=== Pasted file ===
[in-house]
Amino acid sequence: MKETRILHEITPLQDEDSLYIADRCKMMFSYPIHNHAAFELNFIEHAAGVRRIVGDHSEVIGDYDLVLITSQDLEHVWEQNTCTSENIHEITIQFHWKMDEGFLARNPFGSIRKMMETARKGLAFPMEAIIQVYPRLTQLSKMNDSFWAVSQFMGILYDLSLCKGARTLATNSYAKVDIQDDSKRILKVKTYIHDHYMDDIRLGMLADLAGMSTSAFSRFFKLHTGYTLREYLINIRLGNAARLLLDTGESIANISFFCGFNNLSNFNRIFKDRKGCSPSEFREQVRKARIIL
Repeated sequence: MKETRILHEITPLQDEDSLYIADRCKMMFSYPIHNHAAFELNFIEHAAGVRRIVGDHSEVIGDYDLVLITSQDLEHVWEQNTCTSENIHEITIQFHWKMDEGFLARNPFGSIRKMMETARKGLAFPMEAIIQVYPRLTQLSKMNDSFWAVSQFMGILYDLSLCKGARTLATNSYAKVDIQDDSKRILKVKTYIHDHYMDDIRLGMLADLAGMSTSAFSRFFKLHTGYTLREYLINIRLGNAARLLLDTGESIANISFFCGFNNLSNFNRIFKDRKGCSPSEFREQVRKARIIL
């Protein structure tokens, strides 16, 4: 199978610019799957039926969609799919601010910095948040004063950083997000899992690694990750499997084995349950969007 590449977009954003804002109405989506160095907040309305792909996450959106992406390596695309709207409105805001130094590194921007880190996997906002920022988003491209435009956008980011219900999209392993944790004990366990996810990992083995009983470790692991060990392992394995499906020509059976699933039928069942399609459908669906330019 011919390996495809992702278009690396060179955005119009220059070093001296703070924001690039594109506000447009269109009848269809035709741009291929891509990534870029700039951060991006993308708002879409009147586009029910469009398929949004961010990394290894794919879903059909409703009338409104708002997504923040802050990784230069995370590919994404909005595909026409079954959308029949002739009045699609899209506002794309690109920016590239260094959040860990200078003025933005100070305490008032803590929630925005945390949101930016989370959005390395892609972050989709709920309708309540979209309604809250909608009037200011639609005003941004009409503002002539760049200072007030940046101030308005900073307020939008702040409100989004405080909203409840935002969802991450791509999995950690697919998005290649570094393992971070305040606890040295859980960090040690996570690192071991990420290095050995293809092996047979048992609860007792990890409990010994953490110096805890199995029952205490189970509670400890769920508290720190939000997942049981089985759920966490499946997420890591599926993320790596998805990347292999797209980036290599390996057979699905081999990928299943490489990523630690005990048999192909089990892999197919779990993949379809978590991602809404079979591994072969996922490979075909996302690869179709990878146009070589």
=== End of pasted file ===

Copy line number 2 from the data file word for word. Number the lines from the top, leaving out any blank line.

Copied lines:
Amino acid sequence: MKETRILHEITPLQDEDSLYIADRCKMMFSYPIHNHAAFELNFIEHAAGVRRIVGDHSEVIGDYDLVLITSQDLEHVWEQNTCTSENIHEITIQFHWKMDEGFLARNPFGSIRKMMETARKGLAFPMEAIIQVYPRLTQLSKMNDSFWAVSQFMGILYDLSLCKGARTLATNSYAKVDIQDDSKRILKVKTYIHDHYMDDIRLGMLADLAGMSTSAFSRFFKLHTGYTLREYLINIRLGNAARLLLDTGESIANISFFCGFNNLSNFNRIFKDRKGCSPSEFREQVRKARIIL